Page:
Image Processing on a BeoWulf

Greg Lindahl glindahl at hpti.com
Sun Aug 20 20:48:52 EDT 2000


> Our desire is to allow many jobs to be initiated ad-hoc by the
> production operators or by web based clients and take advantage of
> the parallelism and scaling offered by the cluster.

At this point you need a scheduler. You said you were using PVM. PVM isn't
that smart at handing out nodes when you ask for a lot more than you have.
In addition, it depends on the details when you have several jobs running on
a node and talking. Sometimes (I know this is true for mpich) a job doing
the wrong thing will basically spin in a busy-wait loop if the people it's
trying to talk to happen to not be running. This results in such awful
performance that you'd think that the job was stuck. I don't know about PVM;
I'd think that the "non direct route" option should be OK, but I've never
tried it.

> We currently have a work
> around in place - we implemented a queue that lines up the submitted
> jobs sequentially.  This certainly is not optimal as small jobs have
> to wait behind large ones.

That's a scheduler. Another scheduler you could use would be a queue system
like PBS. However, what you really want is a queue system which provides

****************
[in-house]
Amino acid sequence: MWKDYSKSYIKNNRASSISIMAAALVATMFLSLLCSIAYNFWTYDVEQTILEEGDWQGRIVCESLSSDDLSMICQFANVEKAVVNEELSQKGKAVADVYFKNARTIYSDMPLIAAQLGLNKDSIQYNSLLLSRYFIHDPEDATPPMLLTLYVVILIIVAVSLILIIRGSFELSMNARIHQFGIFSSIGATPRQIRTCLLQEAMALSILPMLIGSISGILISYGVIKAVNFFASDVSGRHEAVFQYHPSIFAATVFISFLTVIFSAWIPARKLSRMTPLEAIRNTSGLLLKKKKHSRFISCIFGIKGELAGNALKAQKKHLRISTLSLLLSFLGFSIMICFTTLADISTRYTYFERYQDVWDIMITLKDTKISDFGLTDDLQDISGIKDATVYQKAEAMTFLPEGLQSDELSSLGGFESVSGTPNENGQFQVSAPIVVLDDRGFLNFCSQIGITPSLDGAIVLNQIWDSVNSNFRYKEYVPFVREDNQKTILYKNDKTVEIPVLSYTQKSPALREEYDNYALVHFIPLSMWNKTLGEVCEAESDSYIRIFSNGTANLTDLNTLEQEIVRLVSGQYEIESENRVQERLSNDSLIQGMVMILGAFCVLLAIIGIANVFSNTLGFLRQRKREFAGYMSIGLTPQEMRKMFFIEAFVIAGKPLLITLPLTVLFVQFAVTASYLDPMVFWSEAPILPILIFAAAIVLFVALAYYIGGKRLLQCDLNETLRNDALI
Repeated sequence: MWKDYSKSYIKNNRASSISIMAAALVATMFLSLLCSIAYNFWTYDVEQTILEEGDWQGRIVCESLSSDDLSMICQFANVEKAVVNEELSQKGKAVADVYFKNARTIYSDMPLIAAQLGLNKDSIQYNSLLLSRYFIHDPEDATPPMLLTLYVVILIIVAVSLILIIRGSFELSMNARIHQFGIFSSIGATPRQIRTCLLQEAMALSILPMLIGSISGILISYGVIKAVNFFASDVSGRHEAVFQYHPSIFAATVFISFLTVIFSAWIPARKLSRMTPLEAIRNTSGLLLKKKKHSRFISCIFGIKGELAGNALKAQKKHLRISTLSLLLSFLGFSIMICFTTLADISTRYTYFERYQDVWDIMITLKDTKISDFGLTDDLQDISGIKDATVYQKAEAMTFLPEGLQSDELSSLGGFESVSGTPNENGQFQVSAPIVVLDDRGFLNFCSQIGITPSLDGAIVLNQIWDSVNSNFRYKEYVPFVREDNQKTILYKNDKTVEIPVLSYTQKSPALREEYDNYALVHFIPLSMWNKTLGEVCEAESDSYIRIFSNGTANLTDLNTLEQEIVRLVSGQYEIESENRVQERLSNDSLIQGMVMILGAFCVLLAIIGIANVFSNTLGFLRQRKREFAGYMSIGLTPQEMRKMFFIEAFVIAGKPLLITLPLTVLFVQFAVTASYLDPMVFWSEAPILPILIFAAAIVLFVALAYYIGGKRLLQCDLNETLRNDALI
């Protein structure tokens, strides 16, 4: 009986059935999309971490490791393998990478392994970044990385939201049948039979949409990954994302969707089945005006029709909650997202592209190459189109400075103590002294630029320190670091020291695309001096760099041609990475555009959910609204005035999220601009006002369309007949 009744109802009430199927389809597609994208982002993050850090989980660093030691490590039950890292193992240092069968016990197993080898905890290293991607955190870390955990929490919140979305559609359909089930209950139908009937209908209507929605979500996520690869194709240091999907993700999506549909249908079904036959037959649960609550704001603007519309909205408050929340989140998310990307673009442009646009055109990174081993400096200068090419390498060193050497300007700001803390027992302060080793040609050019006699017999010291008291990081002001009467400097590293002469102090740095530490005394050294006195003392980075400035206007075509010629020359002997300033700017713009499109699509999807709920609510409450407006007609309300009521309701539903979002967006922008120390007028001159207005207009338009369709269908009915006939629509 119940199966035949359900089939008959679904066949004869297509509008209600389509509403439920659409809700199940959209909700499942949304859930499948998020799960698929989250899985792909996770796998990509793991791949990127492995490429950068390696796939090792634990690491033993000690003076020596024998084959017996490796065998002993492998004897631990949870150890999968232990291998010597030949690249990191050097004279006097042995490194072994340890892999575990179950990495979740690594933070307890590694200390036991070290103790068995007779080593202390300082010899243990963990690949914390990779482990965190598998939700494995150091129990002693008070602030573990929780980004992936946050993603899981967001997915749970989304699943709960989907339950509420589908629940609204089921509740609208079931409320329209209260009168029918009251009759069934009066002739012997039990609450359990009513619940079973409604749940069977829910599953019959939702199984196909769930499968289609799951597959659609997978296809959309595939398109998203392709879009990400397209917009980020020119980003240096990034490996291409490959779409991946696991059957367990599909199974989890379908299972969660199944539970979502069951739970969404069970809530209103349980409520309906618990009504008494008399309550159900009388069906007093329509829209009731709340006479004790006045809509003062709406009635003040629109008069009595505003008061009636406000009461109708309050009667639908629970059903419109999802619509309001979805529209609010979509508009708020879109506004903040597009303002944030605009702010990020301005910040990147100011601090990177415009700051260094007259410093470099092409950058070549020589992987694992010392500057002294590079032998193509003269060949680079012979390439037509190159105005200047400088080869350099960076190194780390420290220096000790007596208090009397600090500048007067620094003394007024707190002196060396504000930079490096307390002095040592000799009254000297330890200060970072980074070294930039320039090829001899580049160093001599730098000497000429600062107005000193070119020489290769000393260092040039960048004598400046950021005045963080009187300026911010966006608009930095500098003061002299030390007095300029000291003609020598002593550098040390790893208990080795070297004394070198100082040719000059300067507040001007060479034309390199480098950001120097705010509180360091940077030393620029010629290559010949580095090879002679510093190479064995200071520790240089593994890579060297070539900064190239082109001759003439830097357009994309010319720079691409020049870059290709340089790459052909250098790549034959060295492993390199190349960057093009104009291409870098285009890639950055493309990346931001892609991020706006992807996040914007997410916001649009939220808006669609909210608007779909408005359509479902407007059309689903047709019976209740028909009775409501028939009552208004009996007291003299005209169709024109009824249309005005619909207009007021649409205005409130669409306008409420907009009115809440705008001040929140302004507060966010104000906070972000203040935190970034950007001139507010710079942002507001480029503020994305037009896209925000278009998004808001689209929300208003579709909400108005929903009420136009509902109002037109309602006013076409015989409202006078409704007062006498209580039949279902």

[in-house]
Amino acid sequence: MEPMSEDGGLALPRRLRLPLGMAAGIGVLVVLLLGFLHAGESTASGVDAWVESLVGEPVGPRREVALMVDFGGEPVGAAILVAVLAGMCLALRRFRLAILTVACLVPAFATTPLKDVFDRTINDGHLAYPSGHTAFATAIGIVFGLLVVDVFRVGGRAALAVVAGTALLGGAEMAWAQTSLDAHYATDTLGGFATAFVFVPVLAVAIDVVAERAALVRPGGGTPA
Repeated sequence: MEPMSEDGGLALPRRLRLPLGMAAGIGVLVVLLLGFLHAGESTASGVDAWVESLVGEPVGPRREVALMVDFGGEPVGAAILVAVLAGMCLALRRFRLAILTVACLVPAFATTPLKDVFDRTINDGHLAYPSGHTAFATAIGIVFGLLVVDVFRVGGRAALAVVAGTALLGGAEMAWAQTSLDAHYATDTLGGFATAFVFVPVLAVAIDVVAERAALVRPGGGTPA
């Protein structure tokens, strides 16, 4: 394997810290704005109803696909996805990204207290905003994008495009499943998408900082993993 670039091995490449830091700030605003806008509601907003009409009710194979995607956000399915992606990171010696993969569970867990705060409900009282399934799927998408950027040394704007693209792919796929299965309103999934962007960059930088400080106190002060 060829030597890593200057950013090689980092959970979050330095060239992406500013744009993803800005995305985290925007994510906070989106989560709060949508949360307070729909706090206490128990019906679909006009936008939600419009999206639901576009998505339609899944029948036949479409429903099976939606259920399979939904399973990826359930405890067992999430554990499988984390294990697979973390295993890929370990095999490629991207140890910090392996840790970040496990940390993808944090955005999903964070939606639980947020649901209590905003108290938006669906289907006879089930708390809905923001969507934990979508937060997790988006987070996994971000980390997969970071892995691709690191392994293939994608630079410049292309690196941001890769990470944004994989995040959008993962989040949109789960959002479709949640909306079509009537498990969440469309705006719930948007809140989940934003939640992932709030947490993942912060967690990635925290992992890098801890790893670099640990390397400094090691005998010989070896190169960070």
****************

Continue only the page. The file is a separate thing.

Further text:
"gang scheduling". With gang scheduling, only one program at a time is awake
on a node, so you don't have any spin-wait problems.

The RWCP guys have this for their SCORE operating system. But SCORE is
pretty big, and I don't think it's easy to extract just that one feature.

Now the T3E has a lovely gang scheduler...

An alternate which might do better for you would be to have all your jobs
use the same set of worker processes, one per cpu. Then multiple jobs would
just send extra work and have to wait until the workers got around to
handling them. Since PVM has full dynamic process creation, this is fairly
easy to write -- N slaves, create a new master to hand out work each time
you have a new job to do.

-- greg


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